Leaders: Leon Tokatlian, Norm Michaels
Team Members: Barbara Audin, Mike Lafleur, Jennifer Varney, Heather Layton, Carol Caroscio, Mark Layton
Day 1: Most of us flew from Manchester NH to Las Vegas where we met the rest of the group. We picked up two rental SUV’s and headed towards Death Valley National Park. On the way we stopped for sightseeing at “Dantes View”(the highest point in the Funeral mountains) followed by a brief stop at Furnace Creek Ranger Station where the temperature was 119 degrees. From Furnace Creek we continued directly towards our destination (Mahogany Flats Campground 8200′). After an adventurous two mile drive, we arrived at the campground where the temperature was a cool 65 degrees. Selecting a large campsite we set our individual tents and had dinner while enjoying the beautiful sunset. After a long day of traveling we went to bed in luxury.
Day 2: After breakfast we started to hike “Telescope Peak: 11.050′ highest point in Death Valley”. It was 14 miles round trip with 3000′ elevation gain. This was our acclimatizing hike, so we moved at a very slow pace. The weather was cool and pleasant at the start but became much hotter as we progressed. We spent one hour on the summit to further help the acclimatizing process. After enjoying the magnificent scenery of 360 degrees taking pictures and some napping, we descended and returned to our campsite, had dinner and retired.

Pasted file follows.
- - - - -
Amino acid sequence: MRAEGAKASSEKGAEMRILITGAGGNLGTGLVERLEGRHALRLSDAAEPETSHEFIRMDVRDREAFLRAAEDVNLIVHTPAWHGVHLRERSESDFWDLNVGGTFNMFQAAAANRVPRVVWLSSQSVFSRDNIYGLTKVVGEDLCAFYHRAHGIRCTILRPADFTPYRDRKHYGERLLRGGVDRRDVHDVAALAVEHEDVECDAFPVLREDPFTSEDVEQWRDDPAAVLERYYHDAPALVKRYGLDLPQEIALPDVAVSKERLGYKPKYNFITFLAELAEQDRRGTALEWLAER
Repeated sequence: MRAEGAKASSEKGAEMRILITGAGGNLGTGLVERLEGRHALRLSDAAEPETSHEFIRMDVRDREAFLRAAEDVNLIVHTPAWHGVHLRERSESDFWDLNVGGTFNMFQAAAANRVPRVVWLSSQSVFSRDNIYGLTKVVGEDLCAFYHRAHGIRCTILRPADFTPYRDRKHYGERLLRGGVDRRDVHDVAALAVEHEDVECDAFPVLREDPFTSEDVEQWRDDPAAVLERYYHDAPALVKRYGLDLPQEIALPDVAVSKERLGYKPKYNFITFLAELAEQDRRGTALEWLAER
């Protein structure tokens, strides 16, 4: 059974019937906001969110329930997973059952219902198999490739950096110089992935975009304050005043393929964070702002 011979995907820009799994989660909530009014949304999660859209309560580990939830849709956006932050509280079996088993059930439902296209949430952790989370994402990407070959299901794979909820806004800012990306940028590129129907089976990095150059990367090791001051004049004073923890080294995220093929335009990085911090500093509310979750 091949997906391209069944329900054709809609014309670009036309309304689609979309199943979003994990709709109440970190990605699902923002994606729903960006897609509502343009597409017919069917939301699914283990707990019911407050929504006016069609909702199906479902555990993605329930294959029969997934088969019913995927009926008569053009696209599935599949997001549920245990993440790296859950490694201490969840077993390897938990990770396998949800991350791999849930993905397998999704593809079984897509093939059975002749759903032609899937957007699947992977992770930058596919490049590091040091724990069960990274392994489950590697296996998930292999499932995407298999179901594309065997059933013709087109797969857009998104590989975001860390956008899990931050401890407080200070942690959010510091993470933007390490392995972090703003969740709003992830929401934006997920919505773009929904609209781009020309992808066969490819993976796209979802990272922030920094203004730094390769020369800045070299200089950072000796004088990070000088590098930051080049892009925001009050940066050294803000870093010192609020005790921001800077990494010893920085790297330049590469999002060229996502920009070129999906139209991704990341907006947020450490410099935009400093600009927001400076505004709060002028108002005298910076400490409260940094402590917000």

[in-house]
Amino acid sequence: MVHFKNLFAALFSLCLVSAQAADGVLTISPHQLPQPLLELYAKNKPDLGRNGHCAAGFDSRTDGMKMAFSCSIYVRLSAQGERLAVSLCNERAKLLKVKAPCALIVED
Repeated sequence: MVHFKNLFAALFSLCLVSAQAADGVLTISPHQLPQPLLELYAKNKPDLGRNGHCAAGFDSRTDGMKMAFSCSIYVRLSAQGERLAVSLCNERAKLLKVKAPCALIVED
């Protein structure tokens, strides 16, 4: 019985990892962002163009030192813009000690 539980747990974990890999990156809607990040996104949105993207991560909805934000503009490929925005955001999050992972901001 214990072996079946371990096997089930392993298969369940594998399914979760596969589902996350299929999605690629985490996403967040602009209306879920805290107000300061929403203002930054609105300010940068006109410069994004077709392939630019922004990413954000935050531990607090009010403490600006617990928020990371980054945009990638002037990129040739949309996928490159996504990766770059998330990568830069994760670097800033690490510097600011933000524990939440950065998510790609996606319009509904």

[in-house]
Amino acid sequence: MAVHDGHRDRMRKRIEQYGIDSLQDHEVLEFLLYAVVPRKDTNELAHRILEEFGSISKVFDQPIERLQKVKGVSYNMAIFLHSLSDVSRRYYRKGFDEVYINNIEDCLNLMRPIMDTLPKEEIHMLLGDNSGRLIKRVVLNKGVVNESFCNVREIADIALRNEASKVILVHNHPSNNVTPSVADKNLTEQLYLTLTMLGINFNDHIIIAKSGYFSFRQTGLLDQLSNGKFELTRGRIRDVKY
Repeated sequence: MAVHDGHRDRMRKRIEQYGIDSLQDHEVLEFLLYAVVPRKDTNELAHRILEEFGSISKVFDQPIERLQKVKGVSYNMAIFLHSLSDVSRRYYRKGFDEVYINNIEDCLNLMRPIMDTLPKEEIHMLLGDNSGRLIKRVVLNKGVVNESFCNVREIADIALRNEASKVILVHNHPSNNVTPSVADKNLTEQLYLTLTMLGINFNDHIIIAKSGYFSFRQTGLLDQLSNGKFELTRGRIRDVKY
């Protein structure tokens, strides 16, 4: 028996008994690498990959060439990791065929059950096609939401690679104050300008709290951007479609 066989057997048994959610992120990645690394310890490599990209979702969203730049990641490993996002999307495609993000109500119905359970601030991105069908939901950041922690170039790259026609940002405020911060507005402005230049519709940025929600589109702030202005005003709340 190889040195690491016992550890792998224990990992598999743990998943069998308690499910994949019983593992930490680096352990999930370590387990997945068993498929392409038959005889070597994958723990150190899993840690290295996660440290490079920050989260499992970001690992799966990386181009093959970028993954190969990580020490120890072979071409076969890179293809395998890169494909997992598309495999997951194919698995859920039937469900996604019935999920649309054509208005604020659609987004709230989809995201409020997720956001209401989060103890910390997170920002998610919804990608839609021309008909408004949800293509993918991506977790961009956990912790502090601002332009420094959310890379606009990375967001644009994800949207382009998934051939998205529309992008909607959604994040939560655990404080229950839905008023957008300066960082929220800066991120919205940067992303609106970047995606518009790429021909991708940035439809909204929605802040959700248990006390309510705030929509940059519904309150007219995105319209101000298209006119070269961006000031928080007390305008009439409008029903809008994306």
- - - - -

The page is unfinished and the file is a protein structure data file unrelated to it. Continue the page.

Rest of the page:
Day 3: Leisurely day. After early morning breakfast we broke camp and started to drive towards Lone Pine CA. On the way we stopped at several locations for sightseeing: “Charcoal Kilns” “Panamint Springs” “Father Crowley Point” and finally Owens Valley and Lone Pine. We checked into a hotel and visited the Ranger Station to apply for our Whitney permits unsuccessfully. We explored the Whitney area, drove to “Horseshoe Meadows 10,000′ in Inyo N.F. to acclimatize further. We then returned to Lone Pine after a nice dinner to spend the night in the hotel.
Day 4: Following breakfast we visited Alabama Hills (famous rock formations where most Western movies are made). After enjoying breathtaking views with the Sierras in the distance, we drove leisurely towards Boundary Peak trailhead, which is the highest point in Nevada (13,140′). The road leading to Boundary is Route 6 which starts from Bishop CA to Provincetown MA. To reach the trailhead we had to drive 17 miles on an unmarked hilly dirt road, which was an adventure itself. In the late afternoon we arrived at the trailhead (9000′), set camp, had dinner and relaxed in complete solitude. Towards evening we enjoyed the campfire fueled by natural fuel of cow dung.
Day 5: Summit day to Boundary Peak 7.4 miles round trip with 4,400′ elevation gain.